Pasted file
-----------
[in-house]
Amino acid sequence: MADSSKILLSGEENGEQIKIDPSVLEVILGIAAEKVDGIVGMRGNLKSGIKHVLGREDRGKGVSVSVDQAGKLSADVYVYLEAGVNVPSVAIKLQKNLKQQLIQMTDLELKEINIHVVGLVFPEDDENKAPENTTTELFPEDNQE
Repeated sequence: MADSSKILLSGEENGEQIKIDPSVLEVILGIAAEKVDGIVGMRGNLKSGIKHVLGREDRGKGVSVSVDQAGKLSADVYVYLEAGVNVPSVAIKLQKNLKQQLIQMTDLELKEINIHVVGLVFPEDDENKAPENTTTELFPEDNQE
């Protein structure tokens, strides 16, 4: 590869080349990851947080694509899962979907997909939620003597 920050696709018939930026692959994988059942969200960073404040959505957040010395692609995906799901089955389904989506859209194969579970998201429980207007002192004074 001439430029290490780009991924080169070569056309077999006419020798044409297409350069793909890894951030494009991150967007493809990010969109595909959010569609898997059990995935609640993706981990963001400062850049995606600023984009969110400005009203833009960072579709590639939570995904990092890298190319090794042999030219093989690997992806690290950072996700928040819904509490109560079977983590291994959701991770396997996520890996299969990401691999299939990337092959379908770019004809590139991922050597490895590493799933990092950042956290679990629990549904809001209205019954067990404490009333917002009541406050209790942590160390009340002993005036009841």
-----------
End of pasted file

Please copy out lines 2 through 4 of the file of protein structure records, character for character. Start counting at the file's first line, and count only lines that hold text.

Amino acid sequence: MADSSKILLSGEENGEQIKIDPSVLEVILGIAAEKVDGIVGMRGNLKSGIKHVLGREDRGKGVSVSVDQAGKLSADVYVYLEAGVNVPSVAIKLQKNLKQQLIQMTDLELKEINIHVVGLVFPEDDENKAPENTTTELFPEDNQE
Repeated sequence: MADSSKILLSGEENGEQIKIDPSVLEVILGIAAEKVDGIVGMRGNLKSGIKHVLGREDRGKGVSVSVDQAGKLSADVYVYLEAGVNVPSVAIKLQKNLKQQLIQMTDLELKEINIHVVGLVFPEDDENKAPENTTTELFPEDNQE
């Protein structure tokens, strides 16, 4: 590869080349990851947080694509899962979907997909939620003597 920050696709018939930026692959994988059942969200960073404040959505957040010395692609995906799901089955389904989506859209194969579970998201429980207007002192004074 001439430029290490780009991924080169070569056309077999006419020798044409297409350069793909890894951030494009991150967007493809990010969109595909959010569609898997059990995935609640993706981990963001400062850049995606600023984009969110400005009203833009960072579709590639939570995904990092890298190319090794042999030219093989690997992806690290950072996700928040819904509490109560079977983590291994959701991770396997996520890996299969990401691999299939990337092959379908770019004809590139991922050597490895590493799933990092950042956290679990629990549904809001209205019954067990404490009333917002009541406050209790942590160390009340002993005036009841």